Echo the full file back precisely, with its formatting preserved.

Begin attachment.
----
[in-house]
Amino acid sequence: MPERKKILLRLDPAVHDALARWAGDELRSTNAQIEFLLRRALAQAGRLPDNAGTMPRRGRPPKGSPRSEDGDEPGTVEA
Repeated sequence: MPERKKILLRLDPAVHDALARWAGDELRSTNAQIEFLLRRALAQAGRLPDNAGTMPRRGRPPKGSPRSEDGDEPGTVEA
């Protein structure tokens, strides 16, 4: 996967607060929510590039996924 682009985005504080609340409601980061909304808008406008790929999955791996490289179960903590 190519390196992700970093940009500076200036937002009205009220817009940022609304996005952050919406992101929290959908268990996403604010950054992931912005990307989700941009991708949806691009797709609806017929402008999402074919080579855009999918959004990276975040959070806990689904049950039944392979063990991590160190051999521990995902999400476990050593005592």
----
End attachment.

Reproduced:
[in-house]
Amino acid sequence: MPERKKILLRLDPAVHDALARWAGDELRSTNAQIEFLLRRALAQAGRLPDNAGTMPRRGRPPKGSPRSEDGDEPGTVEA
Repeated sequence: MPERKKILLRLDPAVHDALARWAGDELRSTNAQIEFLLRRALAQAGRLPDNAGTMPRRGRPPKGSPRSEDGDEPGTVEA
């Protein structure tokens, strides 16, 4: 996967607060929510590039996924 682009985005504080609340409601980061909304808008406008790929999955791996490289179960903590 190519390196992700970093940009500076200036937002009205009220817009940022609304996005952050919406992101929290959908268990996403604010950054992931912005990307989700941009991708949806691009797709609806017929402008999402074919080579855009999918959004990276975040959070806990689904049950039944392979063990991590160190051999521990995902999400476990050593005592």